PARS and ACI – Understanding the Border Crossing Process


PARS and ACI

 

Understanding the Pre-arrival Review System

The Pre-arrival Review System (PARS) allows customs brokers to submit shipment release information (provided by the importer and carrier) to the Canada Border Services Agency (CBSA) for review and processing before the goods arrive in Canada. This speeds up the shipment release or referral for examination process for when the carrier arrives with the freight at the border. In order for the system to be successful, all trade chain partners need to do their part.

At Shipment Pickup

The carrier’s role is vital to the PARS process. At the time the freight is picked up from the shipper, the carrier will affix a PARS sticker/label to the commercial documents and forward them to the customs broker so they can set up the shipment with the CBSA, in advance.

The PARS sticker/label

The PARS sticker/label is made up of your carrier code and combined with a unique shipment number. This “PARS” or Cargo Control Number (CCN) is critical because it identifies both the carrier and the shipment to the CBSA at the time of reporting and when release documents are presented.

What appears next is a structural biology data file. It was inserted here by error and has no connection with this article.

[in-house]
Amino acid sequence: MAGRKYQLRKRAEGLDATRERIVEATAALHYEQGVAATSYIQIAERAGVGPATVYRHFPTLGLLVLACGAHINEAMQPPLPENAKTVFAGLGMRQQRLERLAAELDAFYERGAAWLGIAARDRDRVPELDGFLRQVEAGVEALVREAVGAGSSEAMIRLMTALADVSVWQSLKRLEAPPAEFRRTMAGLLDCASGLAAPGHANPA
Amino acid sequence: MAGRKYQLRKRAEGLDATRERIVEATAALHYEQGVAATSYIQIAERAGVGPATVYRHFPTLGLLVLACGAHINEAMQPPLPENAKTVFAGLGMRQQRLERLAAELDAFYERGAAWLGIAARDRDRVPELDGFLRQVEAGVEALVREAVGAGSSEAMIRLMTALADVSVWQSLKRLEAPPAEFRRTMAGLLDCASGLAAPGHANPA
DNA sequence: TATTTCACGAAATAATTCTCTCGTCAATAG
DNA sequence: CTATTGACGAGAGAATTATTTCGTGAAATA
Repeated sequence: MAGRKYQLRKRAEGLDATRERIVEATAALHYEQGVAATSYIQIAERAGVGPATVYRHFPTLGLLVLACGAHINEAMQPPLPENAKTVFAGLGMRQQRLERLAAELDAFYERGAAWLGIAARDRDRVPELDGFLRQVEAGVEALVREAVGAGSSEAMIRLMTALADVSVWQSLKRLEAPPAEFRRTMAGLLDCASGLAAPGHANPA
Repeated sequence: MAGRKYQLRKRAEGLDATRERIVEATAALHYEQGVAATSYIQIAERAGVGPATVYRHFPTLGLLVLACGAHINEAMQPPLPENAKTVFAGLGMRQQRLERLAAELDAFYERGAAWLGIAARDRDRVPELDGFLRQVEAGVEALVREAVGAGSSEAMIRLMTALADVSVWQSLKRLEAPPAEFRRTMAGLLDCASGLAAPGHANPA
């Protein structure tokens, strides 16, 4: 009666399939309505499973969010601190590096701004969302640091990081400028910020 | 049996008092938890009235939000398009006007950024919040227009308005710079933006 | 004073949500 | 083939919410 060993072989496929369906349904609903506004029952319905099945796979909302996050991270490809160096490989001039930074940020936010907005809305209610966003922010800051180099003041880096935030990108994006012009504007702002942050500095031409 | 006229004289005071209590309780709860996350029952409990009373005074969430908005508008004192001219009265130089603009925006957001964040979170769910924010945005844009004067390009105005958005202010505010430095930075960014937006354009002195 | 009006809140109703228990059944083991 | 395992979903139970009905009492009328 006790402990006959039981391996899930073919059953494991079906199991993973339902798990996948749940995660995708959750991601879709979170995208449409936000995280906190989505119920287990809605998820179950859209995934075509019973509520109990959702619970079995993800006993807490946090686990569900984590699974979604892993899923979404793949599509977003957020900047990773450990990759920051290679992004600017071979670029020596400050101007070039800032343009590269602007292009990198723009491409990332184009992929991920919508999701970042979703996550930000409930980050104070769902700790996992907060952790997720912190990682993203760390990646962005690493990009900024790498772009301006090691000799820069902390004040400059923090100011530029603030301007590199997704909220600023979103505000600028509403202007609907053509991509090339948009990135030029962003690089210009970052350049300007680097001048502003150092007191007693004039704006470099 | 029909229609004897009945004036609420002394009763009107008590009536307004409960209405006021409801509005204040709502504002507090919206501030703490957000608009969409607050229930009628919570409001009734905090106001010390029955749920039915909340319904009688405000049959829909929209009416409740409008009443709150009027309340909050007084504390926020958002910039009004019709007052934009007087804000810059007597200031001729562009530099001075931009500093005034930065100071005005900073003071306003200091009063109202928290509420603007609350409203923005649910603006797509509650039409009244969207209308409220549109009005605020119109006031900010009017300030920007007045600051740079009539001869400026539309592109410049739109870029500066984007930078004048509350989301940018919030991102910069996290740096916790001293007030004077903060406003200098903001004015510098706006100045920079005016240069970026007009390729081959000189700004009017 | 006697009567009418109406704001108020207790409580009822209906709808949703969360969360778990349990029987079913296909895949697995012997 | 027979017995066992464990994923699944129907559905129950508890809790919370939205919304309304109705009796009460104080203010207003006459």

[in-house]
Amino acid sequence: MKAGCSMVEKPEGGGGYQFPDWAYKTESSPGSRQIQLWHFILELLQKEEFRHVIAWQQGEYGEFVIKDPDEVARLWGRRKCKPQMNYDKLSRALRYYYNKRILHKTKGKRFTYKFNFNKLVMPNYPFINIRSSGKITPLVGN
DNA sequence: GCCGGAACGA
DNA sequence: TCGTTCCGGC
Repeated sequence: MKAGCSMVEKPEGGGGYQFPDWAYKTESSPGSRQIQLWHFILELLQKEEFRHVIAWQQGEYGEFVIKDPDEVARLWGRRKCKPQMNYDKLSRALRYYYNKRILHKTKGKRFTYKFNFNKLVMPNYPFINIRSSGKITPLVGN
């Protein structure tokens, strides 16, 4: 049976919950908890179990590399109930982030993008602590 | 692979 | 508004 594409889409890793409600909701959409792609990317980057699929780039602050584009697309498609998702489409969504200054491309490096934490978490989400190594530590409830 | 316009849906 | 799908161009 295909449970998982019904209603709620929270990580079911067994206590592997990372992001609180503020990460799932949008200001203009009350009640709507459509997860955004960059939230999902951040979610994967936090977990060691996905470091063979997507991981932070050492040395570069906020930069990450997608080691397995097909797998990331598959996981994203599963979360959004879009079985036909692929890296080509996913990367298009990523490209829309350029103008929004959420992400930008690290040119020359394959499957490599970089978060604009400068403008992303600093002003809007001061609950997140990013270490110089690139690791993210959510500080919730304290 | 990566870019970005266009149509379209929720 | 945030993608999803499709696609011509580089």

When faxing, or emailing commercial documents to the customs broker the carrier must advise them of

  • The port of crossing
  • The estimated date and time of arrival
  • The carrier’s contact information – in case the customs broker needs to reach you
TIP:
Providing the customs broker and CBSA sufficient processing time will prevent a carrier or their drivers from being delayed at the border. It also allows the customs broker time to reach out to other trade chain partners if additional information is required.

Before heading to the Canadian border

Under the PARS process, the customs broker will submit the release information to the CBSA either electronically or in paper format — depending on the release requirements for the goods being shipped. Goods that require permits, licenses or certificates will require additional processing time using PARS.